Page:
Crucial Neurosurgery required
It was during the 2010 neurosurgery campaign that Margaret Sykes started to think something was wrong with her right arm.
Little did she know the journey she and husband Graeme were starting that August, when a malignant brain tumour began showing itself through a weakened right arm.
Weeks later she would have the first of five operations to deal with the left-sided tumour, a level-three astrocytoma.
Since then Mrs Sykes (59) has had four urgent neurosurgery procedures, all carried out by Dunedin Hospital neurosurgeon Ahmad Taha.
A subsequent plastic surgery procedure to correct the dent left by so many head operations in one spot was assisted by the "marvellous" Mr Taha.
Her rehabilitation has been slower than the couple hoped, but the "gutsy, determined lady" had been incredibly positive and brave, Mr Sykes said.
Mrs Sykes was in a wheelchair for several months, before walking again last April, and has had to learn to do things with her left hand, while her right hand makes a very slow recovery. She has spent much of the time feeling "fuddled", struggling with concentration and focus, while her brain readjusts.
Mrs Sykes was an administrator at Otago Medical School when she became ill, and was a former manager of Dunedin Urgent Doctors and Accident Centre. She has also worked in the PhD and scholarships office at the University of Otago.
She took a strong interest in the 2010 neurosurgery campaign as a person working in the Dunedin health and learning sector. She knew the detrimental effect Dunedin would suffer through losing the service. It would affect the medical school, through loss of research and other opportunities.
The illness prevented her taking part in the latter stage of the campaign, during which the couple would have attended public meetings.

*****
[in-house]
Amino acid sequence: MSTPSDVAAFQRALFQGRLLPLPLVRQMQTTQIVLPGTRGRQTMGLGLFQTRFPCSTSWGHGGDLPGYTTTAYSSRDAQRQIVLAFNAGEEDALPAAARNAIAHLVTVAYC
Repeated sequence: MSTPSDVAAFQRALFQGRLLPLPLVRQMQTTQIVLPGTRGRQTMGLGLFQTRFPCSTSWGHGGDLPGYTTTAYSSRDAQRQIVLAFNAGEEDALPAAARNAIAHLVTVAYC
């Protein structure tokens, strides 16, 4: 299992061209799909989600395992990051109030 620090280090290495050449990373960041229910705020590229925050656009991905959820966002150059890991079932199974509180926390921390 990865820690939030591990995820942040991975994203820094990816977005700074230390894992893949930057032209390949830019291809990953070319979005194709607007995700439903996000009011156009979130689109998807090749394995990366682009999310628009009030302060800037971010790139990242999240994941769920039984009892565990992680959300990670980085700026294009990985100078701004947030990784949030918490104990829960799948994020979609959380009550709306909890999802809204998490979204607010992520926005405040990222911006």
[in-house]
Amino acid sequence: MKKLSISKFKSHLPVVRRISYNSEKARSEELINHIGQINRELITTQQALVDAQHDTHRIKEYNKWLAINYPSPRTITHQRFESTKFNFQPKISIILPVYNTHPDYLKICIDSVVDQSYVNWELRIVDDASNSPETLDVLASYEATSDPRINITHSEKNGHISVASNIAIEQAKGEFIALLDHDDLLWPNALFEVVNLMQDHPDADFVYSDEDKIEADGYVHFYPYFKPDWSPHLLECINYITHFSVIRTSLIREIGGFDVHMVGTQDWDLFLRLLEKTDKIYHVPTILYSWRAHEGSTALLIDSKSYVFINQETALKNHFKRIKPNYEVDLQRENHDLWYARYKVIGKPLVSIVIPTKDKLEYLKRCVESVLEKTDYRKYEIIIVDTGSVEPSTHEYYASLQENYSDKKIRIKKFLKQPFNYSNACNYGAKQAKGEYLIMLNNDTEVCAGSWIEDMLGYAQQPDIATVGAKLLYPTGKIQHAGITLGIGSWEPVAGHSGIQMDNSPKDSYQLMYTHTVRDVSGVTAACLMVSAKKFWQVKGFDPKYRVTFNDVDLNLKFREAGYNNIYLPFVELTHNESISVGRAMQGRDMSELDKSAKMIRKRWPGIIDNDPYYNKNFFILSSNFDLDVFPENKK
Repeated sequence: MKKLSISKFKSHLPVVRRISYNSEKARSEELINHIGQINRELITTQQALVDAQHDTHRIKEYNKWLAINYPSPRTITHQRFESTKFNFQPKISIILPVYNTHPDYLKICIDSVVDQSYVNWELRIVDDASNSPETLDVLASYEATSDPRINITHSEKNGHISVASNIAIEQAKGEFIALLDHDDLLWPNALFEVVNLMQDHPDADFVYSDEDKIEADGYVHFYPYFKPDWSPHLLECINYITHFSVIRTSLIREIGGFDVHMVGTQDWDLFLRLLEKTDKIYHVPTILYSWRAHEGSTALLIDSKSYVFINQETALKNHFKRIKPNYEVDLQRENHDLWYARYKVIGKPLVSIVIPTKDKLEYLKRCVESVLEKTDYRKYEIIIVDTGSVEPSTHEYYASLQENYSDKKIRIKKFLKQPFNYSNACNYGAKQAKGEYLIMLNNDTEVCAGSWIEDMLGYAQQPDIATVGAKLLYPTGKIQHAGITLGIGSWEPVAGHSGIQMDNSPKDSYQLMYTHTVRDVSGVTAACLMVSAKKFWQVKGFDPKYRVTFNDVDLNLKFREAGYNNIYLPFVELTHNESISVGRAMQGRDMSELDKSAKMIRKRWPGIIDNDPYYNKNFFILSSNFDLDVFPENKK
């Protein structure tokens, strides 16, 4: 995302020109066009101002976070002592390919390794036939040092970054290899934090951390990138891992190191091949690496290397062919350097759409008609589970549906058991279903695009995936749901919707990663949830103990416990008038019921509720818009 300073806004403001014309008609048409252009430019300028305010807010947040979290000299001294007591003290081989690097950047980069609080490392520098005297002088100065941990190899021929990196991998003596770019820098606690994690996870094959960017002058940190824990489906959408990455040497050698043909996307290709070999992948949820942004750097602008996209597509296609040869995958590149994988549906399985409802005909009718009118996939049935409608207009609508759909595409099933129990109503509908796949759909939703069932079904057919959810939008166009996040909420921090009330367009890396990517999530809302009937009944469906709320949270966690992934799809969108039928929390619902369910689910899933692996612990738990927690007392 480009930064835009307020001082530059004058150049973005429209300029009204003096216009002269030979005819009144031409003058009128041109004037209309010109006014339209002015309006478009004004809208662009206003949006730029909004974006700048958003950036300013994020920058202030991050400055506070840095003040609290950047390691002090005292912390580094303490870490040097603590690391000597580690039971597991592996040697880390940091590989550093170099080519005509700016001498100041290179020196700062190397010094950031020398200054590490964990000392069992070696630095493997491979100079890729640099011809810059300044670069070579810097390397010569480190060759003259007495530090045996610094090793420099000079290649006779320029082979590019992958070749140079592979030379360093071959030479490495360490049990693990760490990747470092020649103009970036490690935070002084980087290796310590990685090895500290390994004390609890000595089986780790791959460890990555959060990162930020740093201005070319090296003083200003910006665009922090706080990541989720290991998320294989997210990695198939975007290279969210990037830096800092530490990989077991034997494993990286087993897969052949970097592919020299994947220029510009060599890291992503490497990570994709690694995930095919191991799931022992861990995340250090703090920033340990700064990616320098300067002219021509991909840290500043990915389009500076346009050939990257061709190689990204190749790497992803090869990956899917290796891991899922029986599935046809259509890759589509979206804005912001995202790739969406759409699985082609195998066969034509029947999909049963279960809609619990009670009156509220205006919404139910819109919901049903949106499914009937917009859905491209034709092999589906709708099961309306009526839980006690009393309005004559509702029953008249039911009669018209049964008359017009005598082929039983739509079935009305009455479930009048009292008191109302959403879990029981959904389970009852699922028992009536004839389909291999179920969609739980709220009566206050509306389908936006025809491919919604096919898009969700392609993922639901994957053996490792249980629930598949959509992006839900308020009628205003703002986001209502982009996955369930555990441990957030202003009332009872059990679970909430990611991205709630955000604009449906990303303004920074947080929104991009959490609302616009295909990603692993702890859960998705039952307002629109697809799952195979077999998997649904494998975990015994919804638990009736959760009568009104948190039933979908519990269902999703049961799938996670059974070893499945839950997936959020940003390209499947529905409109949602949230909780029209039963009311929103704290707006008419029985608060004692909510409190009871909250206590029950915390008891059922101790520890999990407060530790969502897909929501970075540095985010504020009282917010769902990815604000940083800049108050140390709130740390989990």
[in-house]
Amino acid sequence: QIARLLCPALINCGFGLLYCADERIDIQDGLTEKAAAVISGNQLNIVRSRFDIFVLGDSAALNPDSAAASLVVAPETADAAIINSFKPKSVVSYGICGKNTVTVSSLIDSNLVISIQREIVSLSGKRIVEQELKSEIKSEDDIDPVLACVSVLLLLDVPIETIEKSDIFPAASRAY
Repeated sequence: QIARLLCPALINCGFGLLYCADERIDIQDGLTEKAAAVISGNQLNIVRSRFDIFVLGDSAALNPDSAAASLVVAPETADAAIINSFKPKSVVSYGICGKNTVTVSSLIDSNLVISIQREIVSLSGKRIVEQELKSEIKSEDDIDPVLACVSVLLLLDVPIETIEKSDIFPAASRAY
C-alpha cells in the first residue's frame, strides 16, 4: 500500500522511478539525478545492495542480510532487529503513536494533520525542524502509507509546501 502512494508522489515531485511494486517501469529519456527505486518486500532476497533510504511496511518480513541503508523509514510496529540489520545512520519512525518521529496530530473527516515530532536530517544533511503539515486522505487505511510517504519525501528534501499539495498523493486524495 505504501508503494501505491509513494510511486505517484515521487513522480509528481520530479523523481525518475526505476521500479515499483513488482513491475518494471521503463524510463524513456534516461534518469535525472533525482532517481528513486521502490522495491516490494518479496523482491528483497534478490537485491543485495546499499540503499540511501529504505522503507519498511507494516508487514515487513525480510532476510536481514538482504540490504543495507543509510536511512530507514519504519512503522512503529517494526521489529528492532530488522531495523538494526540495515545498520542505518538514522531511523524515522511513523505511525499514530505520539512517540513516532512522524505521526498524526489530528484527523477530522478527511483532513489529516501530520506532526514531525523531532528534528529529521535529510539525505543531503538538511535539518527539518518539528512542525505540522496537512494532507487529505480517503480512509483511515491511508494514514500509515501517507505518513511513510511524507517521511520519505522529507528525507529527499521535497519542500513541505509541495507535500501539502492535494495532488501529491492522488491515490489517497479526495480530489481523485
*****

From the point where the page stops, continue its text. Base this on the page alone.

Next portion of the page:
Having her operations in Dunedin meant her support networks could help her through the five operations, support which had been tremendous and made her feel almost like a "community project".
The couple had returned to Dunedin at the start of 2010 after a stint in New Plymouth. Had the tumour struck there, she would have had treatment in Wellington, which would have been much more difficult. The benefits of living in a medical training city extended well into recovery, and she looked forward to taking part in a trial in the University of Otago's physical education department into the use of electrode stimulation for stroke sufferers (while she has not had a stroke, the effects are similar)"I don't think I could be in a better place," Mrs Sykes said.
The experience had made her and Mr Sykes completely re-evaluate their diet, and the importance of the mind, meditation, exercise and the body's immune system.
She wanted more emphasis on people's diets when they went to a GP, and said it was an issue afforded more interest from veterinarians than doctors.
Given the all-clear from the tumour in October, the couple were now wholly focused on the future and recovery.